Wednesday 23 February 2011

Fun with statistics

Now, if you'd asked me any time up until this if I could have fun with statistics the answer would have been a very quick and very clear No!  However I've since rediscovered the StatCounter account I set up when I started Archives and Auteurs and I am amazed to find myself idly browsing my blog's statistics.   The reason I remembered about the account was thinking about the work Flickr I recently set up with Zoe Viney for the Wessex Film and Sound Archive.  We couldn't find any way for collecting statistical information through Flickr beyond the basic page views information.  I remembered about StatCounter and surprised myself by remembering my user name and password as well.  It had still been running even though I haven't been logging in but as I hadn't added my new IP addresses (work and home) to the list of addresses not to count then I think my results might be slightly skewed.  So, if anyone else is setting up StatCounter or any similar statistical service then it is always best to block your own computer's IP address so your figures are more accurate, unless your memory is really bad and you want to keep count of your own views of course.

The images I've included below show the breakdown by country of visitors to my blog over the course of last week, then the second one lists in more detail every country that views have come from.  you can narrow this down to city as well.  Other useful things you can check are which pages are the most popular, which websites people are directed to your site from, how long they stay (this can sometimes be a bit painful), and lots of other useful, or useless, information depending on your point of view/general inclination to nosiness.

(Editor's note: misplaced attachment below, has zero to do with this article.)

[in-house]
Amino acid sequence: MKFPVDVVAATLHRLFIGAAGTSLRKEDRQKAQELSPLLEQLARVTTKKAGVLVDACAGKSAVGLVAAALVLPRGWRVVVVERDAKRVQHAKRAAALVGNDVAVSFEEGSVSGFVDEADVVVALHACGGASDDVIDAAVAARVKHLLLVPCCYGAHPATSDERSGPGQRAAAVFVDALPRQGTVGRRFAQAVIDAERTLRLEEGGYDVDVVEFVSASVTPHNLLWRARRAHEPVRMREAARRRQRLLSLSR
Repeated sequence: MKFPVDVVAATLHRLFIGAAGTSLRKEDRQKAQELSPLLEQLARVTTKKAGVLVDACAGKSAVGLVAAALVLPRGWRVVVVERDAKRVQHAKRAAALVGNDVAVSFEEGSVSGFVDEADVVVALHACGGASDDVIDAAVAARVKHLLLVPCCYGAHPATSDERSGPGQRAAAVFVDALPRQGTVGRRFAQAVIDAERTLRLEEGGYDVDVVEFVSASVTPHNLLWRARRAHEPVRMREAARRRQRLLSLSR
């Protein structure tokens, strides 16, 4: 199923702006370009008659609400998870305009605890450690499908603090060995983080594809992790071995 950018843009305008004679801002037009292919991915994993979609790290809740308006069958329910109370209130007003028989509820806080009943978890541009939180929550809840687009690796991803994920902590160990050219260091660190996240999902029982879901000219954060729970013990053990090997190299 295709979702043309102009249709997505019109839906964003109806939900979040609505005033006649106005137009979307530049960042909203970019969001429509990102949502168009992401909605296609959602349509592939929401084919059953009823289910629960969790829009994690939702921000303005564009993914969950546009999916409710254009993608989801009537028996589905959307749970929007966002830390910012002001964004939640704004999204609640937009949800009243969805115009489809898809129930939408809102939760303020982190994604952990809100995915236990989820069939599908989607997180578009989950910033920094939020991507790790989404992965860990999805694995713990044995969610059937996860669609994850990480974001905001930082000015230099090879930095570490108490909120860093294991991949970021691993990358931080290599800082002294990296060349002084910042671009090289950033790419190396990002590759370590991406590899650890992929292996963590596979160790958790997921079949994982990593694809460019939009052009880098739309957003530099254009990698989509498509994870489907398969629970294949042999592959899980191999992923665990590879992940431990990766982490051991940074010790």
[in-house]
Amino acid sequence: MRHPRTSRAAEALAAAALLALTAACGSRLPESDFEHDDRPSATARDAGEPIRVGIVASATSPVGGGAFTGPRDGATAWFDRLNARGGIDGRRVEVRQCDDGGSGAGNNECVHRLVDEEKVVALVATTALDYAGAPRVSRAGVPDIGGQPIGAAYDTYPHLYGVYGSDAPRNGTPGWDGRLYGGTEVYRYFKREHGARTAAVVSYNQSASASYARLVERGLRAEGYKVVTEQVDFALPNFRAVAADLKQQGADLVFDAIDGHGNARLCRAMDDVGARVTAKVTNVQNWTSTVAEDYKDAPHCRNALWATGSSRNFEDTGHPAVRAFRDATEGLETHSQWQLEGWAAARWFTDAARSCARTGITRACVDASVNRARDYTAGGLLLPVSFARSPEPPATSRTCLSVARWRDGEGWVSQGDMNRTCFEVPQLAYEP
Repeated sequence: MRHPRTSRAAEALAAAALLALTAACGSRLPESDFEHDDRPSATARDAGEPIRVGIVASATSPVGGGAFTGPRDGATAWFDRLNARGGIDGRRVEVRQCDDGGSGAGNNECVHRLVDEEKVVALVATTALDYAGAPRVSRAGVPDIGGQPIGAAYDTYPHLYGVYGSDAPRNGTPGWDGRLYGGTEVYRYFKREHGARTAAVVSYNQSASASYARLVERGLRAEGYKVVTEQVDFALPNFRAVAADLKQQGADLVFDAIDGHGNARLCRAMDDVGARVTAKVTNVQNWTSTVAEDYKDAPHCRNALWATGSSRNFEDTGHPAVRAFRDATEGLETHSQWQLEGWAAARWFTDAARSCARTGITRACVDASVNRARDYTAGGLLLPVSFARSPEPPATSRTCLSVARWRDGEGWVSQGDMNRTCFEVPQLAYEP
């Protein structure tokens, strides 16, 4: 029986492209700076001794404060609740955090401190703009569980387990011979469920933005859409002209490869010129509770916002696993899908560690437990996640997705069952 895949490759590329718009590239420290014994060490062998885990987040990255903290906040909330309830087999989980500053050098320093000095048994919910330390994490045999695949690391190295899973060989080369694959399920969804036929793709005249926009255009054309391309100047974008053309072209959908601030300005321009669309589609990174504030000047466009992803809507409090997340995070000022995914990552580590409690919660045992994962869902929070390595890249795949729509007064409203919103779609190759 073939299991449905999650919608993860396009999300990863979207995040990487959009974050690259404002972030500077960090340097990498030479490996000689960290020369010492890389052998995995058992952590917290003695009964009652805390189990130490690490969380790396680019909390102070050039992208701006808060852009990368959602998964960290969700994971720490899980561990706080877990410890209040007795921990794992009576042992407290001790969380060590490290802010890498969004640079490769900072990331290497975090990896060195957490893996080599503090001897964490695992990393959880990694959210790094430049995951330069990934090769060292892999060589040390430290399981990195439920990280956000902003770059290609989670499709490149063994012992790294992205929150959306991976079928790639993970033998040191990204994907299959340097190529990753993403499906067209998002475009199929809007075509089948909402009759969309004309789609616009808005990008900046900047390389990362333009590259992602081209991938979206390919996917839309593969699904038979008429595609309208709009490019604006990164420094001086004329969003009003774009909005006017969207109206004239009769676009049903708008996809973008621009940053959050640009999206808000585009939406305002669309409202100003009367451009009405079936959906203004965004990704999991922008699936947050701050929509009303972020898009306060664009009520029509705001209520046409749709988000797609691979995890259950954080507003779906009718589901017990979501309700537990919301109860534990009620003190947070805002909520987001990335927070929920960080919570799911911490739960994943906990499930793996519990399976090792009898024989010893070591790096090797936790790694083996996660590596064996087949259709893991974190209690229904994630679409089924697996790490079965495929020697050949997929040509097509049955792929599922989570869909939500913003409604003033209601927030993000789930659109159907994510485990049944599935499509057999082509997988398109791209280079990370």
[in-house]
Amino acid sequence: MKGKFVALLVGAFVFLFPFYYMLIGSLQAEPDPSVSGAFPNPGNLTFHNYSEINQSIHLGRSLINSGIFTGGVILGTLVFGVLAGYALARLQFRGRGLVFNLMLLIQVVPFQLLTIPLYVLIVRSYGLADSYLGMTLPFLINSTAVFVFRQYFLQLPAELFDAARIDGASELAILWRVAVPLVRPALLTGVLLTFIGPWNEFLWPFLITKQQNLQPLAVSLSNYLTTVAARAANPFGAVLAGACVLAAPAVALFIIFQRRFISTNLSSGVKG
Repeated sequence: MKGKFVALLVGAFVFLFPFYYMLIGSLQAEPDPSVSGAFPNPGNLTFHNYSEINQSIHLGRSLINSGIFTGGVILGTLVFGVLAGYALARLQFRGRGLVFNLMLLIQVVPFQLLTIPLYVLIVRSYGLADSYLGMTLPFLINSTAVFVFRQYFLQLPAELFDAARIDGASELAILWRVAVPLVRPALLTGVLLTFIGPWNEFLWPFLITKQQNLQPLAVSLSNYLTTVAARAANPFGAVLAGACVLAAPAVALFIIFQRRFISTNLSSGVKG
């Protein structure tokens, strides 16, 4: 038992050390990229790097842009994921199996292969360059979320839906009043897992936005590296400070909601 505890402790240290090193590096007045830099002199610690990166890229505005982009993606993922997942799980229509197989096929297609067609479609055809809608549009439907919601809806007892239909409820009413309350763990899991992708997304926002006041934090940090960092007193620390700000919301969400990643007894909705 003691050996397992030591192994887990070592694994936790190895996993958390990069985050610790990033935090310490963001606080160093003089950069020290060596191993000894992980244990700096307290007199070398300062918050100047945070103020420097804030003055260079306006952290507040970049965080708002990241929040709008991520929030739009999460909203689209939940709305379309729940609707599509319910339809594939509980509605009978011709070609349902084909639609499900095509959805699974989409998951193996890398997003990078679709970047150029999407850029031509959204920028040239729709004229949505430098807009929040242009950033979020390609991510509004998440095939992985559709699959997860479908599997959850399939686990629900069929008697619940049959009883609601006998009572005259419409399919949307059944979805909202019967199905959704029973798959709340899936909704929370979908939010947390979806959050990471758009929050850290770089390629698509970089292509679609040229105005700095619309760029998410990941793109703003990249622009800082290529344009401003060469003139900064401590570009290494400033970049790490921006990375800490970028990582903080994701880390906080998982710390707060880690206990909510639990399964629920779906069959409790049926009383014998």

What I found most useful was information on how people had found my blog - what terms they had searched for or what website they had come from.  This made me think more about the tagging I use on my posts and I have resolved to try and be a bit more thorough in my tagging - treating it more like my actual cataloguing work than I have done in the past.  

I haven't started using it yet for the WFSA Flickr account for two reasons, the first being I thought I would try it first with my Flickr account to see if it worked.  With StatCounter, and I assume it is similar whatever software you use, you have to input the HTML code in to your profile on Flickr then add the web pages to your statistic software account.  I'm find doing this with my own account but I was a bit unsure with the work one - does this give them access to other information on your Flickr account, do they have rights over the statistical data as it is displayed on their account?  These questions are things I would rather investigate more fully before using it for workplace statistics - but for now I'll keep enjoying using it for my own web pages.

1 comment:

  1. you dork!

    keep up the good work.